I’ve lost the peer review paper but I remember most of her complaints: This story is atrocious. It has no clear plot, the wording is poor, it makes no sense, the voice is confusing, etc. etc.
I could handle criticism where it was due. I mean, it was only like 14 pages or so into it and as I said, it was a baad first draft. But Cherry was cruel, biting in her remarks. She made it personal when I had known her all of a week. Like I said, I don’t remember all the words, but there is one part that stuck. Paraphrased, it’s as follows:
“I have no desire to ever pick up this piece of trash ever again. It is the worst written piece of literature that I have ever had the displeasure of reading.”
I cried. Like a bitch. I mean, who was SHE to judge me? Sure, her story was coherent. And precise. And flawless. And had plot line and direction and style. But that grummy mold eating gremlin had no right to demolish me before I’d even started.
I got sad. Then I got pissed. I went home and I fixed every single mistake she’d pointed out. I overhauled my story, amped up the dialogue, hit the description with an adrenaline injection and wrote much more than I needed to. The rest of my semester was dedicated to showing Mrs. Perfect Polly why I was better.
I didn’t get better. I got good. Her corrections numbered less and less; as it did, the resentment in her blossomed. I could see it, the quiet displeasure at my other group members compliments; how when we discussed stories she’d flip back through mine, searching for more mistakes to mark down.
I didn’t mind. She was fueling my desire to write, and to write well.
At the end of the semester we needed about 25 pages; I had 97. You should have seen her face. I believe she called it my “manuscript” that I so proudly banged on Mrs. Probst’s desk.
Cherry could write, don’t get me wrong. She put the words in the nice little spots. She didn’t rock the boat. She didn’t stand in the boat and she certainly did not paddle around in it. Not insulting that arrogant, know it all cretin who consumed class time listening to herself talk . . .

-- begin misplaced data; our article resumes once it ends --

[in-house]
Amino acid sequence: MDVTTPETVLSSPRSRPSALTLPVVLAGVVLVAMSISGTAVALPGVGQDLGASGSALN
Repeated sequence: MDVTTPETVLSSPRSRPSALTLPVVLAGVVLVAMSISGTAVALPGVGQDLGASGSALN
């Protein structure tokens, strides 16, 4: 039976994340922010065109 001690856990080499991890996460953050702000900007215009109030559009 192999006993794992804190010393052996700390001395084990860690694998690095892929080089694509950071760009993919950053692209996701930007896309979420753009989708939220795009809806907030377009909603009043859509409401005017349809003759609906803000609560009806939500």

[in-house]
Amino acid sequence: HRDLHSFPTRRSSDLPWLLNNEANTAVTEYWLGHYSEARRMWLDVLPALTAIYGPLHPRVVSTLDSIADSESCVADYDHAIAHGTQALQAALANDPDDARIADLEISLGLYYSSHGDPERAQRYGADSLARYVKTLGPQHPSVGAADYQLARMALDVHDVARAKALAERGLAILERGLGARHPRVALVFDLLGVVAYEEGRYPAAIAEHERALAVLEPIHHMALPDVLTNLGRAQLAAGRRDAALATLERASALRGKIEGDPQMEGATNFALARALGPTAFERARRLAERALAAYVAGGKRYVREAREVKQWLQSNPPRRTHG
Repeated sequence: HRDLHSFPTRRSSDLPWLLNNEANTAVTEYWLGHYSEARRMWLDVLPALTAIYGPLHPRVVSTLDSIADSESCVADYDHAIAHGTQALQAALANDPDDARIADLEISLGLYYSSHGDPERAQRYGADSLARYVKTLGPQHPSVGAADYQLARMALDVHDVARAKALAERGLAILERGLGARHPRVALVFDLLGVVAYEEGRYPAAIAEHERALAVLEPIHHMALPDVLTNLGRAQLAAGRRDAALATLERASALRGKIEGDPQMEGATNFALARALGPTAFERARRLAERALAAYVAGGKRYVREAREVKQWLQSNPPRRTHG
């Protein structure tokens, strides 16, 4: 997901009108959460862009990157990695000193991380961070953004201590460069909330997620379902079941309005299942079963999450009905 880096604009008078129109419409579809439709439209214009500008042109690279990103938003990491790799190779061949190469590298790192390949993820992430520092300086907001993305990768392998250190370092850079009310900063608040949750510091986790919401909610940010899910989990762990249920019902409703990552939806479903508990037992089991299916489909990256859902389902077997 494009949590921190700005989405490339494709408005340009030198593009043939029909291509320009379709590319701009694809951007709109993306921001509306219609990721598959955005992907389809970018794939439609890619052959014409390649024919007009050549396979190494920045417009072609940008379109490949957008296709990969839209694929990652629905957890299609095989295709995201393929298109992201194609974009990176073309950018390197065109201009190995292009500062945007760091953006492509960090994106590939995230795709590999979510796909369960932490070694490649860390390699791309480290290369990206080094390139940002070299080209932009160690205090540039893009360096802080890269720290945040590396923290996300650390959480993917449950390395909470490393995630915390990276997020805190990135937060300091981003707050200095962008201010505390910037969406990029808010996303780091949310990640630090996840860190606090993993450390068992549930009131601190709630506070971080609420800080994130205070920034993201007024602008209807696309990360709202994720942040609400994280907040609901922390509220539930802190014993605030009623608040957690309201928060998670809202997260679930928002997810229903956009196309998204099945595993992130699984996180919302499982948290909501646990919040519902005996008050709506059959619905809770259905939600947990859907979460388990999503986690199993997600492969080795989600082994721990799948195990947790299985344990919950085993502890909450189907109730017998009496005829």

My ugliness is showing. Allow me to re-sheathe it.
So months later, I finished the manuscript. Mrs. P, my mentor and one of my “Moms”, looked it over and gave her blessing.
I was ready.
I started querying. Which is a tribulation in itself. One simply does not “query”. It took lots of work. And research. And more writing and more editing and more research and oh my God will this crap ever pay off I’m starting to see my manuscript in my sleep! RAWR!
So yeah. I queried about five (maybe four) agencies. I got rejected twice.
I could deal. Twice burned is fine. It’s just thickening the skin. It’s not like I was that good anyhow.
Then came the day I opened the email and saw a reply from another publishing group. I was jittery, hopeful, bubbly like carbonated water shaken, not stirred. Surely my prayers would be–
It said, “Sorry, you’re a LOSER and well, we don’t want your stupid, juvenile crap. You are now to be vanquished from the face of this earth.” Or something like that.
I was devastated. I have a shaky self-esteem as it is and those rejections had effectively toppled them into the dirt.
I checked my second email and saw something . . . strange.
A reply from another agency.
Screw it, they aren’t dumping my ass ag-“OH HOLY CRAP, OH HOLY CRAP, OH JESUS!”
Shortly thereafter came the squealing, the screaming, the sobbing, the phone calls, the Facebook status, and shortly after that, the celebratory sandwich.
I was in.
And that folks is how I, an angst ridden nobody writer wannabe with mediocre skills, was bestowed the honor of publication.
And it’s pretty damn sweet.